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May 14, 2012

7

Towards an Integrated Christian Imagination

by quaesitor
David Hockney working outside

It was a joy to be able to spend a couple of hours with members of the CU at London’s University of the Arts on Thursday evening, giving a talk on this subject. Sarah Dargue has already done a really good job at summarising the key points over at the Interface Arts page (if you’re an arts student, definitely worth keeping an eye on that blog). But here is my talk outline, so that you can get some of the key quotes and references, plus my slides.I had a lot of fun working on it. And deliberately tried to include people from all kinds of different fields of creativity. So I drew from:

  • Visual arts: Hockney on Picasso & Monet, Rouault & Toulouse-Lautrec; Stalinist propaganda
  • Poetry: Gerard Manley Hopkins, Joyce Kilmer
  • Music: Miriam Jones, T-Bone Burnett, Brian Eno & Shostakovich
  • Fiction: Flannery O’Connor, Tolkein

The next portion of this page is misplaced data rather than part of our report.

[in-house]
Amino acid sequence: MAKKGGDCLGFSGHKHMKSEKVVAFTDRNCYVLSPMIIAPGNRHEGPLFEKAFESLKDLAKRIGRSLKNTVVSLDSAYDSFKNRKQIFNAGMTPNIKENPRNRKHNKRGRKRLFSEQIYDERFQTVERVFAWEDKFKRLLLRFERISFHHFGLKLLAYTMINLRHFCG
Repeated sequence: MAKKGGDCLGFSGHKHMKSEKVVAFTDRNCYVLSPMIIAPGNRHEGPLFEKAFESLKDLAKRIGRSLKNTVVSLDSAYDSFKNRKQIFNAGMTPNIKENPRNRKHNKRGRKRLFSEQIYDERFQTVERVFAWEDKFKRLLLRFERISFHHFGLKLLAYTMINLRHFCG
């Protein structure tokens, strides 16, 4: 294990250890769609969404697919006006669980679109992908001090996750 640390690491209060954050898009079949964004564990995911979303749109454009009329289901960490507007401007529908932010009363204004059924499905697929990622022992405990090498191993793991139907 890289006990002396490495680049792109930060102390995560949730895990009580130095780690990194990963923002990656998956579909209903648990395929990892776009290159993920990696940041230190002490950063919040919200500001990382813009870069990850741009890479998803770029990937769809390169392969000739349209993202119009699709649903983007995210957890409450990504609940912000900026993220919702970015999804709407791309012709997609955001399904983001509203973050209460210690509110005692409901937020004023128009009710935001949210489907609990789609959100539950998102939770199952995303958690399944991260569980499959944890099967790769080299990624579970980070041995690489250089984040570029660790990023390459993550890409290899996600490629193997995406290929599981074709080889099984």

• TV: Mad Men
  • Art Critics: Calvin Seerveld, Steve Turner
  • Theology: Paul (Rom 12:1-2 & Phil 4:8-9) plus a bit of Luther!

The main thrust in seeking to encourage integrated imagination as essential to the Christian artist’s discipleship, it struck me as necessary to inspire what we might call a prophetic vision. Which I think means at least three (but probably many more) things as follows:

  • TRUTH: Exposing the False, Reflecting the Real
  • BEAUTY: Exposing the Idolatrous, Reflecting the Wondrous
  • HOPE: Exposing the Baseless, Reflecting the Future
So here are the talk and slides:
7 Comments Post a comment
  1. May 15 2012

    Thanks Mark, I really enjoyed and appreciated reading this!

    A lot of what you’ve said seems to apply more naturally, or easily to more strictly ‘creative’ expressive arts, where as I would say that my discipline is more ‘re-creative’ and interpretive – do you have any thoughts on that, and how some of these ideas might apply within that somewhat different, and perhaps more restrictive framework?

    Reply
  2. May 16 2012

    Hi Andy
    thanks for your comments – and you’re absolutely right. I was acutely conscious as i was writing that this doesn’t address those who are performers or re-creators. I would love to do some thinking about that in due course (so any suggestions you have would be very welcome).